Last May I went to Namibia with my husband, his brother, and our friend Scott. My husband and his brother had booked a hunting trip, so naturally me and Scott headed off on our own for a spell at first. While our destination in heading south was to Kolmanskop (more on that later), that was about a 9 hour drive from Windhoek where we started so we needed a cool place to stop over for a night, especially considering we were advised to not drive at night. (Apparently the animals just can’t resist jumping in front of oncoming headlights. They are like giant, horned moths.) At just over half way, outside of a town called Keetmanshoop, is the Quiver Tree Forest, one of the largest stands of quiver trees in the nation.
The Quiver Tree Forest is a pretty surreal landscape, especially when you have just flown some 40 odd hours and are still jetlagged, have driven on the wrong side of the road for 5 hours and then come upon this place full of aloe trees with glittering bark and rat-like animals that are more closely related to an elephant than a rodent. Surreal indeed, and quite stunning at sunset (which was the perfect time to visit). The quiver trees themselves are literally aloe plants that grow on trees. They call them quiver trees because back in the day, the bushmen would hollow out the branches to make quivers for their arrows. Their bark crackles and splits, not unlike a crepe myrtle, except that it has this gold, glittering quality about that I just couldn’t get enough of once I noticed it.
The whole landscape kind of made me think of Dr. Suess, especially when we came upon a curious creature called the hyrax. (I like to think he speaks for the quiver trees! You know, Lorax… okay you get it.) This strange little animal likes to sun itself on the rocks at sunset. I first noticed it, however, by its clucking tweet/scream. I was originally looking for a bird making the noise and then noticed it was the hyrax. It screams so loudly and so hard that I actually saw one of them choke on itself while doing it.
Luckily we were able to stay within the park because A) we weren’t traveling during high season and B) for an extra $50 for the whole two weeks we fashioned a tent/mattress situation on top of our 4×4. A little note about camping in Namibia; it is ubiquitous, as are the car-top tents, extremely easy and extremely popular. There are campsites littering the countryside and outside of all of the cities, including Windhoek, and they are all pretty nice and most of them even have electricity for those traveling with a camper type thing. Since we weren’t planning on camping for the whole trip, we decided not to get a kitchen kit because it included things that we thought were nonsense like utensils, a table and chairs, dishes, and a little camp stove of sorts. Cut to us at our campsite, sitting on a sarong I had brought with me (because we didn’t want to get our towels or anything else dirty), and eating peanut butter sandwiches we made with napkins and this hunting knife thing. Oh yeah, and then there was the vodka and sprite in paper cups. You know, it’s pretty wildly amazing that neither of us fell off that damn roof tent trying to get to the bathroom in the middle of the night after getting so ridiculously schnockered because we didn’t really bring anything with us for entertainment except a bottle of vodka.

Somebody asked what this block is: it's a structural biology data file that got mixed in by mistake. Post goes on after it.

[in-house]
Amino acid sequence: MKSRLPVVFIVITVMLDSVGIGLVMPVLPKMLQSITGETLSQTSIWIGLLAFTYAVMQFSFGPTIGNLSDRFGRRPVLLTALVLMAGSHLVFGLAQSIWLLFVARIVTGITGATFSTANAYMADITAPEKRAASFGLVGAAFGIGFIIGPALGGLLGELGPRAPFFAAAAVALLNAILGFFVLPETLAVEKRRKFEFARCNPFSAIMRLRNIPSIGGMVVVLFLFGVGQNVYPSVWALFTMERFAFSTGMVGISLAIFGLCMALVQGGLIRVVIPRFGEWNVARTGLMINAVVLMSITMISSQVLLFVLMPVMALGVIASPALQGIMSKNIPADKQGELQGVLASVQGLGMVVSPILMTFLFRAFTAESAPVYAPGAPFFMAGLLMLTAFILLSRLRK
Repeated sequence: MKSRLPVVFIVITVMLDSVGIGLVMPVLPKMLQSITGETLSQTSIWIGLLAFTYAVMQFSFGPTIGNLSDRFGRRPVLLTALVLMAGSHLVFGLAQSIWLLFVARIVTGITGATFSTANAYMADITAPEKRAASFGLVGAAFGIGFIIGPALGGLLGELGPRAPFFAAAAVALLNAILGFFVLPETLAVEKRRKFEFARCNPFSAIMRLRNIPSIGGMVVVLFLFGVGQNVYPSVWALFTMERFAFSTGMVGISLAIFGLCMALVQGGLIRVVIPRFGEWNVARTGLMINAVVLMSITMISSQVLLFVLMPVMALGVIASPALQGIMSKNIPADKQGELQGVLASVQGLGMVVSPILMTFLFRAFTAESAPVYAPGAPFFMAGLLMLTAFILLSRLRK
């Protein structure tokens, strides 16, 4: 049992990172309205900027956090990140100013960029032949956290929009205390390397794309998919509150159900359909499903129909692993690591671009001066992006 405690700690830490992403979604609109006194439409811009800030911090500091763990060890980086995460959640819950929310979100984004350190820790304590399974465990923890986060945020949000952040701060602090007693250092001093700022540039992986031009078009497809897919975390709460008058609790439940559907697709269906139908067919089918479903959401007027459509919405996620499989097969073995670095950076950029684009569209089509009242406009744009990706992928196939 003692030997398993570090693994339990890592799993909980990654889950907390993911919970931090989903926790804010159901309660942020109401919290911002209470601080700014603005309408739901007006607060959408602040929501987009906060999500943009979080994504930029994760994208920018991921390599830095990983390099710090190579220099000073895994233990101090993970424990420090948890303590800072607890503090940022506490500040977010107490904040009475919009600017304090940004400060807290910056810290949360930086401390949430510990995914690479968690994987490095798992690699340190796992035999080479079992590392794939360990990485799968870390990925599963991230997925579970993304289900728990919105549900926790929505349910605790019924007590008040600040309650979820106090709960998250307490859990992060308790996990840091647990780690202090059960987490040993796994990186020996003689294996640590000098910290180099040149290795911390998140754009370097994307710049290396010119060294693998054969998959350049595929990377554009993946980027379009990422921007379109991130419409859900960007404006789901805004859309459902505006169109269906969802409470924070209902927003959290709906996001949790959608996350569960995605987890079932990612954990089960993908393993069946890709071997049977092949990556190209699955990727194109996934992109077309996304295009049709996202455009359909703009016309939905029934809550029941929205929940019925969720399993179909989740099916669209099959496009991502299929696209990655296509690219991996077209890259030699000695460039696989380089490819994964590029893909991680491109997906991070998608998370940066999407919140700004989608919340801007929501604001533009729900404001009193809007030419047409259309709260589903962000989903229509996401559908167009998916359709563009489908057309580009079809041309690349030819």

So as we were chewing the fat, I found out that my travel mate had never seen the milky way. It was at this point that I got all excited and went to get my tripod, which I usually don’t travel with, only to realize the stinking screw plate did not make it to Namibia with us. Grrrr. So, after some kicking and screaming and profanities, and being the resourceful photog that I am, above is a photo of the milky way and the 4×4 with tent. Despite the fact that my camera is basically laying on and propped up with various pieces of luggage, I think the photo came out A-OK.
To see all my photos from Namibia, head on over to my Flickr page.